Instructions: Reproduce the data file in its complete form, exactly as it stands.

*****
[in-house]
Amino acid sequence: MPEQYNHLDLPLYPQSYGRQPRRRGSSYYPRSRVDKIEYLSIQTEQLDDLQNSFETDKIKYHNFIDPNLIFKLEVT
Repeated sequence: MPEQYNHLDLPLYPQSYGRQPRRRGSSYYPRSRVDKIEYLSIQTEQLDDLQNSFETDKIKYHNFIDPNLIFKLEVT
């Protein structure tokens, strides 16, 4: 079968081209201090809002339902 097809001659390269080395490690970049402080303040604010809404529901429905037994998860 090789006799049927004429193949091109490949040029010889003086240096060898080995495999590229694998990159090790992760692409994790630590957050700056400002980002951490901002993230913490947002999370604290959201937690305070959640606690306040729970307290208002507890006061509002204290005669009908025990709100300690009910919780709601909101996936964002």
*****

[in-house]
Amino acid sequence: MPEQYNHLDLPLYPQSYGRQPRRRGSSYYPRSRVDKIEYLSIQTEQLDDLQNSFETDKIKYHNFIDPNLIFKLEVT
Repeated sequence: MPEQYNHLDLPLYPQSYGRQPRRRGSSYYPRSRVDKIEYLSIQTEQLDDLQNSFETDKIKYHNFIDPNLIFKLEVT
């Protein structure tokens, strides 16, 4: 079968081209201090809002339902 097809001659390269080395490690970049402080303040604010809404529901429905037994998860 090789006799049927004429193949091109490949040029010889003086240096060898080995495999590229694998990159090790992760692409994790630590957050700056400002980002951490901002993230913490947002999370604290959201937690305070959640606690306040729970307290208002507890006061509002204290005669009908025990709100300690009910919780709601909101996936964002």